Vizyon Rolled Fondant Review by Serdar Yener

A letter from Serdar Yener to Simon from Polen Food Oceania

The following is a letter written by Serdar Yener to Simon Aksu (Owner of Polen Food Oceania) regarding Serdar’s personal experience and thoughts on Vizyon Sugar Paste (rolled fondant).


Dear Simon,

A few months ago, you visited me at our factory kitchen and mentioned your new venture of bringing Polen Food products to Australia and possibly other neighboring countries. As a Cake Decorator and Pastry Chef, seeing your excitement also excited me. I immediately had the intention to help you however I could. You gave me some of your samples and asked me to try and give my opinion about them.

Since then, I have tried all of them. Some were on par with other existing products like pastry cream or whipping cream. Some were better than what I have come across in the past, like glamour glazes. One particular product caught my attention because of a very interesting and surprising incidence. I used the Vizyon Sugar Paste on a corner of a cube-shaped cake to experiment with smooth coating without fine cracks. It was perfect. After a few days, I wanted to clear my table and when I touched the fondant, surprisingly, I was able to knead it back into its original texture without any crusty lumps. Although I may not have worked with every fondant that exists, amongst the ones I have worked with in the past (including my own recipe), they tend to get dry quickly during the coating process. Some dried a little quicker and some dried a little slower. This simply means that for the person working with it, there is time pressure, especially when it comes to time-consuming work.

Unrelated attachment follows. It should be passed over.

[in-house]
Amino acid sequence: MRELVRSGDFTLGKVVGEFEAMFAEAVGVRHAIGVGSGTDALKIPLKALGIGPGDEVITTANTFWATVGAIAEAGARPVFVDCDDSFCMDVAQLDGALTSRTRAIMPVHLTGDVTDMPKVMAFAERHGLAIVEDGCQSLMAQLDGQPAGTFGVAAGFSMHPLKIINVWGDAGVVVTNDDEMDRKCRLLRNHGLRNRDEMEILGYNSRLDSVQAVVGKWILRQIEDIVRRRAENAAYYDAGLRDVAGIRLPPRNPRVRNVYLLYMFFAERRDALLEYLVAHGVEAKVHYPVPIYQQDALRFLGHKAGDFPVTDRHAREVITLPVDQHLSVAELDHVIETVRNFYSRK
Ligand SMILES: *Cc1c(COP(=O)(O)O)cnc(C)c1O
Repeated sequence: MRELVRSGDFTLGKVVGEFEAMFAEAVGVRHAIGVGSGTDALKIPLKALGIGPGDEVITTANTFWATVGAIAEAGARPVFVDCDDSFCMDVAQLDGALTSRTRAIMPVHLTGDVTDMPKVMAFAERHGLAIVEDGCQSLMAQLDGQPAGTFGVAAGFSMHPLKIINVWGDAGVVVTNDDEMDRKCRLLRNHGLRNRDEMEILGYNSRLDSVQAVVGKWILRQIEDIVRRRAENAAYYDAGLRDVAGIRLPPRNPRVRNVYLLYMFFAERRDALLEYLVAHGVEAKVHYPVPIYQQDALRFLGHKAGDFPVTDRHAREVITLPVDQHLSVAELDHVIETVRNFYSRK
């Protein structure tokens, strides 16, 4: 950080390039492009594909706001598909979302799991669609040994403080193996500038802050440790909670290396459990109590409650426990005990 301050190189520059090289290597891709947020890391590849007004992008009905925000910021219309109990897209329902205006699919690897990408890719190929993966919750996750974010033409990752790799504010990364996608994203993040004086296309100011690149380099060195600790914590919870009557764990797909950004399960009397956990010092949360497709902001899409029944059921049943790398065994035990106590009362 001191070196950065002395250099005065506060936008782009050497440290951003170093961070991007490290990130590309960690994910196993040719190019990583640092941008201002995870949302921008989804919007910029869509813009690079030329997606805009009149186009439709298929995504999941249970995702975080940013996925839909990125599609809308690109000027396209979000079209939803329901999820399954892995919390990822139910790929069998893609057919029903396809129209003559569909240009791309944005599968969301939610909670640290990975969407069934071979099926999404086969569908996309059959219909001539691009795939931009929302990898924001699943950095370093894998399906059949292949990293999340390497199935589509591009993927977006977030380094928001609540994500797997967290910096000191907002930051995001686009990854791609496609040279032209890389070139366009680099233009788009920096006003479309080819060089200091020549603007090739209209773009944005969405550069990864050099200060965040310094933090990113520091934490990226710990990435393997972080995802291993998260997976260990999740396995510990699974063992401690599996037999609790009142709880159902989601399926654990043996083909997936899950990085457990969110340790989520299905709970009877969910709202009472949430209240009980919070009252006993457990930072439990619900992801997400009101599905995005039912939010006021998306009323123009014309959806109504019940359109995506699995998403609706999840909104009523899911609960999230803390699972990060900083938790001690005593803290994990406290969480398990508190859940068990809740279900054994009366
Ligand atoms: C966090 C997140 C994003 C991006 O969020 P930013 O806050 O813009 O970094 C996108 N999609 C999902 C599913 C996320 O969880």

Later, I left a small thinly rolled piece of Vizyon fondant at room temperature for more than a week. Even after this amount of time, I could still knead the paste back to its original smooth texture again. For me, this was unexpected and unseen. I wanted to work more with and know more about Vizyon rolled fondant.

I would like to thank you for your support and interest in my opinion.

Regards,
Serdar Yener
Yeners Way – Cake Art Tutorials

The Review

The following is Serdar Yener’s detailed review of Vizyon Rolled Fondant.

What do we do with rolled fondant?

Mainly, we use fondant for covering wedding and novelty cakes. In the past, these kinds of cakes were covered mainly with buttercream and Royal Icing with a layer of marzipan. Possibilities were limited, and it was difficult to be creative. In recent years, with the help of TV shows and social media, 3D cakes and contemporary cake designs have become extremely popular. At the same time, what used to be an unwanted thick coat of sugar paste has become reborn and is in very high demand. Competitive markets have also generated a high interest to pressure companies to improve their product according to cake decorators’ multi-purpose requirements. Fondant has become a product that needs to be versatile so it can be used not only for coating cakes but also for modeling purposes, figurines, and add-on objects to create different textures on a cake. Vibrant colors of fondant are also needed.

What a cake decorator expects from good rolled fondant:

  • White color with no off-white filtering for other colors.
  • A silky smooth texture that allows a good result from a fondant smoother tool.
  • Flexibility for good stretch without tearing.
  • Firm and elastic texture that does not allow cracking on corners.